The HSE says that there is no legal obstacle to school staff helping children to apply sunscreen. Schools are able to make their own decisions about this, and where they do decide to assist students, they should do so observing correct procedures regarding physical contact.

It would be clearly be a breach of duty of care to knowingly fail to intervene when a child is getting sun-burnt.

Whichever route a school decides to take, as with all policy, it should be clearly communicated to all staff, students and parents.

I've been teaching trampolining for twenty years. The Local Authority now tell me I have to complete an update course – do I need to do this?

Trampolining is a highly specialised activity and requires appropriately qualified and experienced supervision. British Gymnastics advise that their teacher’s qualification is re-freshed every 3 to 5 years. Regular and sustained teaching of any activity should require less periodic 'topping up' than spasmodic involvement but safe practice does change over time and all staff need to be familiar with current procedures.

The essential aspect of CPD is that it should be recent and relevant.

Do participants have to wear mouth-guards for hockey and shin pads for football?

The most comprehensive guidance for the use of personal, protective equipment is produced by afPE.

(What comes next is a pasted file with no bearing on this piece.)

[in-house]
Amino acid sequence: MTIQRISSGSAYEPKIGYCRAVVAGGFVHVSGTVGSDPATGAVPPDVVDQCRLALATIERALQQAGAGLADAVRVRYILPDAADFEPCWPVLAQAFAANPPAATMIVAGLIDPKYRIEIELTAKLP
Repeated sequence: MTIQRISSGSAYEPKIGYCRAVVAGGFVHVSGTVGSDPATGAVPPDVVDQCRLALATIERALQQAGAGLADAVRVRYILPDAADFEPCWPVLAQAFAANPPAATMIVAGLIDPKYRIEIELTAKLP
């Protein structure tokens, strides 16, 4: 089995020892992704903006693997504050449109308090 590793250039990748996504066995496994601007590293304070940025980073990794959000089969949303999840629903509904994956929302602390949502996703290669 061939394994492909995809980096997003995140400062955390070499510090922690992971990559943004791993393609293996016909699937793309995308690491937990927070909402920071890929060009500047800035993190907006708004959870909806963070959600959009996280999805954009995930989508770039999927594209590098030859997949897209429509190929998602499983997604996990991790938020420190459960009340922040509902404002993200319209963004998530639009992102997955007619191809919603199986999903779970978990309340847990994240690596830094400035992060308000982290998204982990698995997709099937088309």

Can an HLTA or cover supervisor teach a practical physical education lesson? 

If an HT makes this decision, they must be satisfied that the HLTA or cover supervisor is competent to do so. A competency assessment needs to be undertaken to ascertain whether the HLTA or cover supervisor is sufficiently competent to teach the specific PESSPA activity required. The assessment will consider aspects such as qualifications, experience, reputation, knowledge of the children, and should include observing this member of staff.

If an accident occurred during a PESSPA lesson that the HLTA or cover supervisor was leading, the HT must be satisfied that they could justify their decision that allowed this to happen. The HT would do this by presenting evidence that a thorough and accurate positive competence assessment had been carried out that reported the HLTA or cover supervisor as a competent deliverer, and that the students in their sessions are achieving and making progress. This type of evidence would then be considered. If they cannot justify their decision, then the situation should not continue.

The National Agreement of 2003 covering England and Wales, and related to regulations made under Section 133 of the Education Act 2002, places a duty on HTs to ensure that each class or group timetabled for core and foundation subjects, and each class or group in the foundation stage has a qualified teacher assigned to teach it. Provided this requirement is met, an HLTA or cover supervisor performing the role of a teacher can be a long-term arrangement.

If the class being covered is accommodating the class teacher’s PPA time, the responsibility for the class must be transferred to another qualified teacher or to the HT.